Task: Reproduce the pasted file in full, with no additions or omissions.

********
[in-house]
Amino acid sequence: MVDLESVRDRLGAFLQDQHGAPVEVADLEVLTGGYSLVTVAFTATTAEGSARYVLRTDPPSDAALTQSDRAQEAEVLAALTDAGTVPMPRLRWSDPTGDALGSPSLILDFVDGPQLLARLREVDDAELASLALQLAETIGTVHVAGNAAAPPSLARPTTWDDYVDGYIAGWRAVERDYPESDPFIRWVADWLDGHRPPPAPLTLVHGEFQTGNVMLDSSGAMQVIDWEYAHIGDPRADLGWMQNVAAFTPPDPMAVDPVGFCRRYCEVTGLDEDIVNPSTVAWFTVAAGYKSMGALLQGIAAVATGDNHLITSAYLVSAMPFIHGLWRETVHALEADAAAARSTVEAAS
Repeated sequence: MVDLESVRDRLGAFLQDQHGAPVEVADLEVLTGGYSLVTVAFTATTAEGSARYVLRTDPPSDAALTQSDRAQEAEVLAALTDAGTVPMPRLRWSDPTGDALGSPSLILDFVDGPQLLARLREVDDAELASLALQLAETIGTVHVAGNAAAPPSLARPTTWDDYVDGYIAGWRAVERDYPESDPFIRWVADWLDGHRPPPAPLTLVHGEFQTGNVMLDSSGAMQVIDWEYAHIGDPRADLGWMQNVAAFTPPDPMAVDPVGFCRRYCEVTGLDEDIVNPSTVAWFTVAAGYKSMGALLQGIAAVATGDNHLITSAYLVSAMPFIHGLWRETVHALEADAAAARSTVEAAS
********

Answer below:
[in-house]
Amino acid sequence: MVDLESVRDRLGAFLQDQHGAPVEVADLEVLTGGYSLVTVAFTATTAEGSARYVLRTDPPSDAALTQSDRAQEAEVLAALTDAGTVPMPRLRWSDPTGDALGSPSLILDFVDGPQLLARLREVDDAELASLALQLAETIGTVHVAGNAAAPPSLARPTTWDDYVDGYIAGWRAVERDYPESDPFIRWVADWLDGHRPPPAPLTLVHGEFQTGNVMLDSSGAMQVIDWEYAHIGDPRADLGWMQNVAAFTPPDPMAVDPVGFCRRYCEVTGLDEDIVNPSTVAWFTVAAGYKSMGALLQGIAAVATGDNHLITSAYLVSAMPFIHGLWRETVHALEADAAAARSTVEAAS
Repeated sequence: MVDLESVRDRLGAFLQDQHGAPVEVADLEVLTGGYSLVTVAFTATTAEGSARYVLRTDPPSDAALTQSDRAQEAEVLAALTDAGTVPMPRLRWSDPTGDALGSPSLILDFVDGPQLLARLREVDDAELASLALQLAETIGTVHVAGNAAAPPSLARPTTWDDYVDGYIAGWRAVERDYPESDPFIRWVADWLDGHRPPPAPLTLVHGEFQTGNVMLDSSGAMQVIDWEYAHIGDPRADLGWMQNVAAFTPPDPMAVDPVGFCRRYCEVTGLDEDIVNPSTVAWFTVAAGYKSMGALLQGIAAVATGDNHLITSAYLVSAMPFIHGLWRETVHALEADAAAARSTVEAAS